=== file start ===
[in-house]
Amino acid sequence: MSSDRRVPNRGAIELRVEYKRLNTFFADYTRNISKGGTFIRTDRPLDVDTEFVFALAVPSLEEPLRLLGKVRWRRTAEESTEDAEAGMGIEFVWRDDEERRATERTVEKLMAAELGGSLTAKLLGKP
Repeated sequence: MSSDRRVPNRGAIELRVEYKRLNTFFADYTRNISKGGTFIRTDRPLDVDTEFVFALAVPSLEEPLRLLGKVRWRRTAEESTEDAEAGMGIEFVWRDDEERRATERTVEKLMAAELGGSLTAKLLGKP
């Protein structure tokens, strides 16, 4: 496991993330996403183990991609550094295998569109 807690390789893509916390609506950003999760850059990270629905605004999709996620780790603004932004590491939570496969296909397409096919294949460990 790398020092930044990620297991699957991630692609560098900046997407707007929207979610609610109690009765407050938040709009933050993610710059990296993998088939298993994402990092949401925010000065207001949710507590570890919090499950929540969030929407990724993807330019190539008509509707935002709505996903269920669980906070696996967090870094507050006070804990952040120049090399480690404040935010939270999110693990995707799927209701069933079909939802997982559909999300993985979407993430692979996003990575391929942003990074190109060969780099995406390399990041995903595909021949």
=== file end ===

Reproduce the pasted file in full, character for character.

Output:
[in-house]
Amino acid sequence: MSSDRRVPNRGAIELRVEYKRLNTFFADYTRNISKGGTFIRTDRPLDVDTEFVFALAVPSLEEPLRLLGKVRWRRTAEESTEDAEAGMGIEFVWRDDEERRATERTVEKLMAAELGGSLTAKLLGKP
Repeated sequence: MSSDRRVPNRGAIELRVEYKRLNTFFADYTRNISKGGTFIRTDRPLDVDTEFVFALAVPSLEEPLRLLGKVRWRRTAEESTEDAEAGMGIEFVWRDDEERRATERTVEKLMAAELGGSLTAKLLGKP
């Protein structure tokens, strides 16, 4: 496991993330996403183990991609550094295998569109 807690390789893509916390609506950003999760850059990270629905605004999709996620780790603004932004590491939570496969296909397409096919294949460990 790398020092930044990620297991699957991630692609560098900046997407707007929207979610609610109690009765407050938040709009933050993610710059990296993998088939298993994402990092949401925010000065207001949710507590570890919090499950929540969030929407990724993807330019190539008509509707935002709505996903269920669980906070696996967090870094507050006070804990952040120049090399480690404040935010939270999110693990995707799927209701069933079909939802997982559909999300993985979407993430692979996003990575391929942003990074190109060969780099995406390399990041995903595909021949």